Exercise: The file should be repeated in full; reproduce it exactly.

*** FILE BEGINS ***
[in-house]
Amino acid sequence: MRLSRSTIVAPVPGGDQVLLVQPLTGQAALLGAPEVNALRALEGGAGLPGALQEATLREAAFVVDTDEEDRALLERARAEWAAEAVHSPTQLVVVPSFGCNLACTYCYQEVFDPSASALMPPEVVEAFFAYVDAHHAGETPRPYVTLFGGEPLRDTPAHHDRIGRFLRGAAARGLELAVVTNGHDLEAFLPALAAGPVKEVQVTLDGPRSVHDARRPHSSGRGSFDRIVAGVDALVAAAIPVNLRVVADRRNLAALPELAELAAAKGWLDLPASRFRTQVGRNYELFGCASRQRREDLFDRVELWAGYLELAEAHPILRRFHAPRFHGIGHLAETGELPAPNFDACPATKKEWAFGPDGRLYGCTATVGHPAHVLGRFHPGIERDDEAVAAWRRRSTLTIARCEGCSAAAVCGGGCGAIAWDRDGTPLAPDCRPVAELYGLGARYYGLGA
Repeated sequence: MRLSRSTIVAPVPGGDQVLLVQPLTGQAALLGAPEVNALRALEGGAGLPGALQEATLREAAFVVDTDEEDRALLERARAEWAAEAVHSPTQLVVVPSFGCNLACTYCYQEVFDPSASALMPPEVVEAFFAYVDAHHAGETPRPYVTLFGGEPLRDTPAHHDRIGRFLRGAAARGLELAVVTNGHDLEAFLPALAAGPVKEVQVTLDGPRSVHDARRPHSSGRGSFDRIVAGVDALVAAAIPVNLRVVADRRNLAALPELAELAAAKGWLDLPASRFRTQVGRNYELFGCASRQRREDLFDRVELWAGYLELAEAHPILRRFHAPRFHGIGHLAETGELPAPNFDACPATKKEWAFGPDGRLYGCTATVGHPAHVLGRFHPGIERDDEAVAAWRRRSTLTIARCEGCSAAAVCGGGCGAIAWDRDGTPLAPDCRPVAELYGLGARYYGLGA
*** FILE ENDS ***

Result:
[in-house]
Amino acid sequence: MRLSRSTIVAPVPGGDQVLLVQPLTGQAALLGAPEVNALRALEGGAGLPGALQEATLREAAFVVDTDEEDRALLERARAEWAAEAVHSPTQLVVVPSFGCNLACTYCYQEVFDPSASALMPPEVVEAFFAYVDAHHAGETPRPYVTLFGGEPLRDTPAHHDRIGRFLRGAAARGLELAVVTNGHDLEAFLPALAAGPVKEVQVTLDGPRSVHDARRPHSSGRGSFDRIVAGVDALVAAAIPVNLRVVADRRNLAALPELAELAAAKGWLDLPASRFRTQVGRNYELFGCASRQRREDLFDRVELWAGYLELAEAHPILRRFHAPRFHGIGHLAETGELPAPNFDACPATKKEWAFGPDGRLYGCTATVGHPAHVLGRFHPGIERDDEAVAAWRRRSTLTIARCEGCSAAAVCGGGCGAIAWDRDGTPLAPDCRPVAELYGLGARYYGLGA
Repeated sequence: MRLSRSTIVAPVPGGDQVLLVQPLTGQAALLGAPEVNALRALEGGAGLPGALQEATLREAAFVVDTDEEDRALLERARAEWAAEAVHSPTQLVVVPSFGCNLACTYCYQEVFDPSASALMPPEVVEAFFAYVDAHHAGETPRPYVTLFGGEPLRDTPAHHDRIGRFLRGAAARGLELAVVTNGHDLEAFLPALAAGPVKEVQVTLDGPRSVHDARRPHSSGRGSFDRIVAGVDALVAAAIPVNLRVVADRRNLAALPELAELAAAKGWLDLPASRFRTQVGRNYELFGCASRQRREDLFDRVELWAGYLELAEAHPILRRFHAPRFHGIGHLAETGELPAPNFDACPATKKEWAFGPDGRLYGCTATVGHPAHVLGRFHPGIERDDEAVAAWRRRSTLTIARCEGCSAAAVCGGGCGAIAWDRDGTPLAPDCRPVAELYGLGARYYGLGA